WASHINGTON, D.C. – House Ways and Means Committee Member and Budget Committee Chairman Tom Price, M.D. (R-GA), House Energy and Commerce Committee Member John Shimkus (R-IL), and House Ways and Means Committee Member Charles Boustany Jr, M.D. (R-LA) spearheaded a letter sent today demanding Centers for Medicare and Medicaid Services (CMS) Acting Administrator Andy Slavitt to withdraw the Administration’s proposed Part B Drug Payment Model.
On March 8, 2016, CMS released a proposed rule modifying its reimbursement rate for Medicare Part B drugs. The new model is a mandatory demonstration project developed by the Center for Medicare & Medicaid Innovation (CMMI) that would be conducted across nearly all Primary Care Service Areas in the United States. While sending the letter, Congressmen Price, Shimkus, and Boustany spoke out against the proposal:
“CMS’s proposed Medicare Part B Drug Payment Model gives government bureaucrats the power to experiment with the lives of vulnerable seniors and the nation’s sickest patients,” said Congressman Price, M.D. “It creates disincentives for treating patients who depend on Medicare, including those with cancer, rheumatoid arthritis, rare diseases, and neurological disorders. In addition, it takes clinical decision-making out of the hands of physicians and patients. Through this one-size-fits-all approach, the administration will sway treatment options based solely on cost and not on the patient’s individual clinical needs. We must get Washington out of the way and fight to protect access to essential drugs for those whose lives are at stake. Thus, we again urge CMS to withdraw the proposed Medicare Part B Drug Payment Model.”
“This experiment threatens a critical community cancer clinic in my district,” said Congressman Shimkus. “If that clinic in Harrisburg is closed, patients would be forced to travel well over 100 miles to receive treatment. That is unacceptable. Major changes to Medicare should be made only after appropriate and necessary input from relevant stakeholders, including patients, providers and Congress.”
“As a doctor I know firsthand how drug costs are rising, restricting access for seniors. Yet, the Administration is proposing an ill-advised experiment to drastically cut reimbursements for Medicare Part B drugs that will exacerbate these trends,” said Congressman Boustany, M.D. “This will be especially harmful to rural physicians who are already operating on thin margins, disproportionately impacting public health in rural communities like those in my district in Louisiana. CMS must rescind this rule immediately to avoid placing seniors at risk and further harming public health in rural areas.”
Ways and Means Committee Chairman Kevin Brady (R-TX) and Energy and Commerce Committee Chairman Fred Upton (R-MI) also expressed the need to stop CMMI’s proposed Part B Drug Payment Model.
“This experiment is irresponsible and it puts the health of our seniors at risk,” said Congressman Brady. “Once again, the Administration is making changes to our health care system without any input from patients, doctors, and health care providers. Their new plan could dramatically affect the quality, accessibility, and cost of care for 75 percent of Medicare beneficiaries. Instead of allowing unaccountable bureaucrats to threaten seniors care, Congress is advancing policies that improve access to the right medication and the right care for all Americans. The 242 members on this letter are making clear that we object to this experiment, and will act to protect America’s seniors and their healthcare.”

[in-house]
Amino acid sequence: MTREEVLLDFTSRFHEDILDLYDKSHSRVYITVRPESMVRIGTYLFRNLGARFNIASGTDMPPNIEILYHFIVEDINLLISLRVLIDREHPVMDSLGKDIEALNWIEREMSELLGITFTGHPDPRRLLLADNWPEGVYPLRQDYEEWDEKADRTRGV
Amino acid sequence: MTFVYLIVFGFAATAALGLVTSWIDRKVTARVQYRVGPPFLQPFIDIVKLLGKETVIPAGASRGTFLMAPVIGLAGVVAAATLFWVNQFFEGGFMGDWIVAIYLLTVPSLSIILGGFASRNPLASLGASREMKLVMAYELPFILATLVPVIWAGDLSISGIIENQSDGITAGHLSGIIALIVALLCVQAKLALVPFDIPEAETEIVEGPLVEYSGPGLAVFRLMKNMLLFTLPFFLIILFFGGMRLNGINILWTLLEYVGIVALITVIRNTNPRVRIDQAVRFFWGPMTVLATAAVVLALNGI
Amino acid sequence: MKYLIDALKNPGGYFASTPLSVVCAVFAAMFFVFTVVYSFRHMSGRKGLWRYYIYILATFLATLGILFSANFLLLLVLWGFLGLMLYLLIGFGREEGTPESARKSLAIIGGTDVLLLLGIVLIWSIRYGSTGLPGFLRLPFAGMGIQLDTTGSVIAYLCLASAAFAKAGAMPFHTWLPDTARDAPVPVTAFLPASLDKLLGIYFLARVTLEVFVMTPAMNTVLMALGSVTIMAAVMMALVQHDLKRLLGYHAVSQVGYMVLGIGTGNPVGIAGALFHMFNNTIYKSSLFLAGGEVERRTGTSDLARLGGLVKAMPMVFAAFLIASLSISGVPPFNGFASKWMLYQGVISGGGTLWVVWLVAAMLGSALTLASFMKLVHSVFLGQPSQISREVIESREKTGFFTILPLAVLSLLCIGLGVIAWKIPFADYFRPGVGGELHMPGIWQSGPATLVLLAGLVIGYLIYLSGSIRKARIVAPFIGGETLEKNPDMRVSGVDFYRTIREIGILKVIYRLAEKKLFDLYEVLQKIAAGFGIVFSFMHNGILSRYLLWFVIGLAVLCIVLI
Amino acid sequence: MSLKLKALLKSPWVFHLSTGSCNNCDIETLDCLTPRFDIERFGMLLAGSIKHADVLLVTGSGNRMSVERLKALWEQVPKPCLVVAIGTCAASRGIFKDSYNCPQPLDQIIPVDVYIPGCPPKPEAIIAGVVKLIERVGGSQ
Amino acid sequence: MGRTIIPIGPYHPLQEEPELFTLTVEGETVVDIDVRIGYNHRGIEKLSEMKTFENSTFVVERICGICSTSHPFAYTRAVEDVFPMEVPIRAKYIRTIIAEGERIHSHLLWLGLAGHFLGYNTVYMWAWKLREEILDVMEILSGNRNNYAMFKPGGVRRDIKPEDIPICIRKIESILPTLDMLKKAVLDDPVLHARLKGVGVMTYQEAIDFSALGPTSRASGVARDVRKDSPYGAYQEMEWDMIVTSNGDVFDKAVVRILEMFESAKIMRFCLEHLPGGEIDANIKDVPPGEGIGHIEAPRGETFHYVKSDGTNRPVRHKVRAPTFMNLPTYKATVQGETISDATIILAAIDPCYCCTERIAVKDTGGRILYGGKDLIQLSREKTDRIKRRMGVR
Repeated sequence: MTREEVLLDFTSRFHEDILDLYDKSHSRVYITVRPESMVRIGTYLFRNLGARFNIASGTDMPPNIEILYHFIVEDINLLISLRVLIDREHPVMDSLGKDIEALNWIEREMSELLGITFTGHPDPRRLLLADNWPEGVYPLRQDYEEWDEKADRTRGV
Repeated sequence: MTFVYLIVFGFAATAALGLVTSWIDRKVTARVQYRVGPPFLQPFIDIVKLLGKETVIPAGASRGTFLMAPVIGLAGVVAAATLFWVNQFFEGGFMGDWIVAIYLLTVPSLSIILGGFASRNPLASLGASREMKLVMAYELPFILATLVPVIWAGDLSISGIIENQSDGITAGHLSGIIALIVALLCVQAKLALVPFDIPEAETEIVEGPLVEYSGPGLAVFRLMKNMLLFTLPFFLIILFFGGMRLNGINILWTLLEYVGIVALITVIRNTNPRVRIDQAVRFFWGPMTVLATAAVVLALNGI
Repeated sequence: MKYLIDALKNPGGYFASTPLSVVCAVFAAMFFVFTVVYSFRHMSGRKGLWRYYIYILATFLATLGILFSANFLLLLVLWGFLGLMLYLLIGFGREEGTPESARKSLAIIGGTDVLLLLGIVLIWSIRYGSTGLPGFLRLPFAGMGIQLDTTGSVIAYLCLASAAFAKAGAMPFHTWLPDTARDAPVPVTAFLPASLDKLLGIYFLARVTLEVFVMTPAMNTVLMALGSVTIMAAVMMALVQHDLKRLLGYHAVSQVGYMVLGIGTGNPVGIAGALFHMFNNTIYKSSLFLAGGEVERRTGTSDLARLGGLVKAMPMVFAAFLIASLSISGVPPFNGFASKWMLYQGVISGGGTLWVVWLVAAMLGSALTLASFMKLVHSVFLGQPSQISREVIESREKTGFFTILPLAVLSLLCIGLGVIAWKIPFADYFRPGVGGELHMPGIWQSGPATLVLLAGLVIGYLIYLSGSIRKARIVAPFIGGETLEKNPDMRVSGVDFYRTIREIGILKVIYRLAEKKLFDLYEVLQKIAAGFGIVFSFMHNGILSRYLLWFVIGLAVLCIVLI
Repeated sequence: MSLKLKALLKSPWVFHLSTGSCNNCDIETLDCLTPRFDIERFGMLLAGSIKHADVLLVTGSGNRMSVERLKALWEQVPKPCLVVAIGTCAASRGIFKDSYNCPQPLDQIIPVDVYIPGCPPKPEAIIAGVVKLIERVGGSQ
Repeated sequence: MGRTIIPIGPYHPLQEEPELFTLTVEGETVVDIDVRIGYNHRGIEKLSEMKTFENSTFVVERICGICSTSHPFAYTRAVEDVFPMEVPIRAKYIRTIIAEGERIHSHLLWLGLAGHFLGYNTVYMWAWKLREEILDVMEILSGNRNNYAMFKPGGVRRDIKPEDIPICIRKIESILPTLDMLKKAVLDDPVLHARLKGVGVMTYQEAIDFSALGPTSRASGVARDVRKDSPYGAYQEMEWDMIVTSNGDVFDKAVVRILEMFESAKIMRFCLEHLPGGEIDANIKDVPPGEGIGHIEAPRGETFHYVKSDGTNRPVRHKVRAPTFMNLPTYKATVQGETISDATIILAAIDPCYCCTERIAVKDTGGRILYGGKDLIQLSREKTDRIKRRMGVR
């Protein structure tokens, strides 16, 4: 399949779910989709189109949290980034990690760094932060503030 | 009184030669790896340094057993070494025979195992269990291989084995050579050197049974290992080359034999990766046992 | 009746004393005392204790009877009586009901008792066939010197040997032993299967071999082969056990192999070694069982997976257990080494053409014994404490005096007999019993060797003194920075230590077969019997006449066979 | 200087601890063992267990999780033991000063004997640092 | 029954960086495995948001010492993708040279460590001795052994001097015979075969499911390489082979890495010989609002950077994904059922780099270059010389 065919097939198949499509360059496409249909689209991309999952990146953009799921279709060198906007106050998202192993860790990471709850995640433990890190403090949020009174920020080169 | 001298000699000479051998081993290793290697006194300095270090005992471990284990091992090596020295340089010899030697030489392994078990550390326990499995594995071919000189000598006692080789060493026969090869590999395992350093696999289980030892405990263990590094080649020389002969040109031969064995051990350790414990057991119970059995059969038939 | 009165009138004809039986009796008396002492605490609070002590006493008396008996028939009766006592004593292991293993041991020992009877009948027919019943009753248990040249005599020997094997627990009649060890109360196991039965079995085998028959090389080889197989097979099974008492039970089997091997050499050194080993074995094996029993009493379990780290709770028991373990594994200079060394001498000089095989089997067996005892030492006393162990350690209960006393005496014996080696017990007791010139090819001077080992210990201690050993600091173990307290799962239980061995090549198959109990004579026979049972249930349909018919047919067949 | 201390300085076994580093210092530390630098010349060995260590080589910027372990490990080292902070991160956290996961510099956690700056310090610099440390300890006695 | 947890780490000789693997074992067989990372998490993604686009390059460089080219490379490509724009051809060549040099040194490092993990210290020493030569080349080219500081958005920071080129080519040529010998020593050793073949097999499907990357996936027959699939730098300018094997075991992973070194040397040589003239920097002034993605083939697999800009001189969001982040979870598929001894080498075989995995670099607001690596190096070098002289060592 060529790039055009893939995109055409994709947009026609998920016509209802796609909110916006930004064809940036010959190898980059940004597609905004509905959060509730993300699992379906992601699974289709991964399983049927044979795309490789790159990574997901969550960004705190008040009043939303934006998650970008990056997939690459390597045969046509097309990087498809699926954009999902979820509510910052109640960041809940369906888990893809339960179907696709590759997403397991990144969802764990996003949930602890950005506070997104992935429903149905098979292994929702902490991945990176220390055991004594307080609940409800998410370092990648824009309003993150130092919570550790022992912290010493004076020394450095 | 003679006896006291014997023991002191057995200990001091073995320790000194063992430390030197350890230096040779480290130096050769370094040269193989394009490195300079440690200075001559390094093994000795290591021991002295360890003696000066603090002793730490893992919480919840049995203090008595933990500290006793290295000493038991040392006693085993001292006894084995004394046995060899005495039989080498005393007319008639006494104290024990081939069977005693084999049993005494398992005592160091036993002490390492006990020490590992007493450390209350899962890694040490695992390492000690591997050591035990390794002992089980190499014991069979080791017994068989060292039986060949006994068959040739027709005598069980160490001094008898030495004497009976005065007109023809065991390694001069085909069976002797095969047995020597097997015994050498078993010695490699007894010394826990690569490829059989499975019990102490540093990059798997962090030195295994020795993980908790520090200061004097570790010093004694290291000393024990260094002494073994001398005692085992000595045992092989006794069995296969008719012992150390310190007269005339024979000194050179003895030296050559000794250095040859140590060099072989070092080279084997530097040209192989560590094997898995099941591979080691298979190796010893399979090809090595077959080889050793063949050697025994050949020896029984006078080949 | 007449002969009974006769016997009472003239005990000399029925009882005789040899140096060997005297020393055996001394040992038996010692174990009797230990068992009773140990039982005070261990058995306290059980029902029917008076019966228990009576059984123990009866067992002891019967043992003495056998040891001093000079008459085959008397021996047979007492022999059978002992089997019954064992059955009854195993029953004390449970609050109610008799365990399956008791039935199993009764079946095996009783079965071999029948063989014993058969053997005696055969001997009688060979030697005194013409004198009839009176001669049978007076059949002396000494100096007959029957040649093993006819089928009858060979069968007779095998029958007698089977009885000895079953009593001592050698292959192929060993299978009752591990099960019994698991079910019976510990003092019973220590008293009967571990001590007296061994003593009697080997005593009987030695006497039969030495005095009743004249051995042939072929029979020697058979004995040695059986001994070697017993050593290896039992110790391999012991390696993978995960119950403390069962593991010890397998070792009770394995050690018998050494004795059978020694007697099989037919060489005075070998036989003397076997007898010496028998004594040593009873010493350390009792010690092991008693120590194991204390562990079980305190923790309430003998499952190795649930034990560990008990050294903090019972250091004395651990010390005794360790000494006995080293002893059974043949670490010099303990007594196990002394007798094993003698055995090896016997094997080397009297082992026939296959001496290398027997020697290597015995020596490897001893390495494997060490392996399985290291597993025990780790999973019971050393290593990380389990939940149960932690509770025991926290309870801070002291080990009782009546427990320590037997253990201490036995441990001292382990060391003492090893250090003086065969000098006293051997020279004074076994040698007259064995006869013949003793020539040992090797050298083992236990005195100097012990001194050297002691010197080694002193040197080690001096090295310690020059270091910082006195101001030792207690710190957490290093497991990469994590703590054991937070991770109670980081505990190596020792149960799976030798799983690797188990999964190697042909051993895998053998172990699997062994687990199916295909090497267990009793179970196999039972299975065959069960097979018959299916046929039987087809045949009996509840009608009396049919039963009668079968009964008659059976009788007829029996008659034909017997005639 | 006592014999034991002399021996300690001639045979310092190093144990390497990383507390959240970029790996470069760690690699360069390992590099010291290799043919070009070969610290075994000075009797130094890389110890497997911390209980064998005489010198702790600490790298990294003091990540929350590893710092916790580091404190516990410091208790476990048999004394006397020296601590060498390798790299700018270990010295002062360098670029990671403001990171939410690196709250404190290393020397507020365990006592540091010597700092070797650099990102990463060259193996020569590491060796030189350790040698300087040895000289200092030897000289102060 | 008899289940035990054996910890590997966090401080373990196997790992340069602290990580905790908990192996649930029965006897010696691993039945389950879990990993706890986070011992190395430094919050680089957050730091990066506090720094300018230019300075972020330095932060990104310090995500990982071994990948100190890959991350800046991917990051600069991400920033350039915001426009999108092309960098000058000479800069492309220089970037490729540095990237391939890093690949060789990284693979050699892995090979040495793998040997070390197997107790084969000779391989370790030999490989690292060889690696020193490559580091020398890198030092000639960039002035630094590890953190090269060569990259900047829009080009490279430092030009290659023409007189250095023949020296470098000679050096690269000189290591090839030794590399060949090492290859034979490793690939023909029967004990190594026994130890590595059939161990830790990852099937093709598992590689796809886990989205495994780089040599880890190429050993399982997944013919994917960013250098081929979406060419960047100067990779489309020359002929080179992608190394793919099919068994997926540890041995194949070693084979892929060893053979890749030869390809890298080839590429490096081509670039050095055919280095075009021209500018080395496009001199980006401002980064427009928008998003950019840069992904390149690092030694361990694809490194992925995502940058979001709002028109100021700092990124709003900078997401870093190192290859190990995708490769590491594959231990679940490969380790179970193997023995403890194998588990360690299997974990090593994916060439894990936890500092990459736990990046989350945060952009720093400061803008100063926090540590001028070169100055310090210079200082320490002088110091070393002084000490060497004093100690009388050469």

“Our seniors deserve to be treated with dignity and respect, and the administration’s very suggestion of experimenting with how the elderly are treated is beyond reprehensible,” said Congressman Upton. “The potential harm this will cause for seniors in Michigan and across the country is real. I applaud my colleagues from both sides of the aisle for coming forward in such a vocal way to express that this proposal cannot move forward.”
Under CMS’s Medicare drug experiment, numerous physicians would face acquisition costs that exceed the Medicare payment amount for certain drugs. This policy will make it harder for patients to receive the drugs they depend upon.
Medicare currently pays for Part B drugs by reimbursing providers the Average Sales Price (ASP) + 6%. Under the new CMMI model, providers would be reimbursed ASP + 2% plus an additional flat fee of $16.80 per drug per day. Factoring in the impacts of sequestration and prompt pay discounts, the new policy could result in some drugs only being reimbursed at ASP + $16.80.
Furthermore, CMMI is statutorily required to ensure any demonstration model which tests payment or service delivery to specifically target areas where deficits in care have been identified. CMMI is also prohibited from expanding a demonstration model until after a careful analysis of the impact on quality of care, patient access, and spending has been completed.
A signed copy of the letter can be found HERE.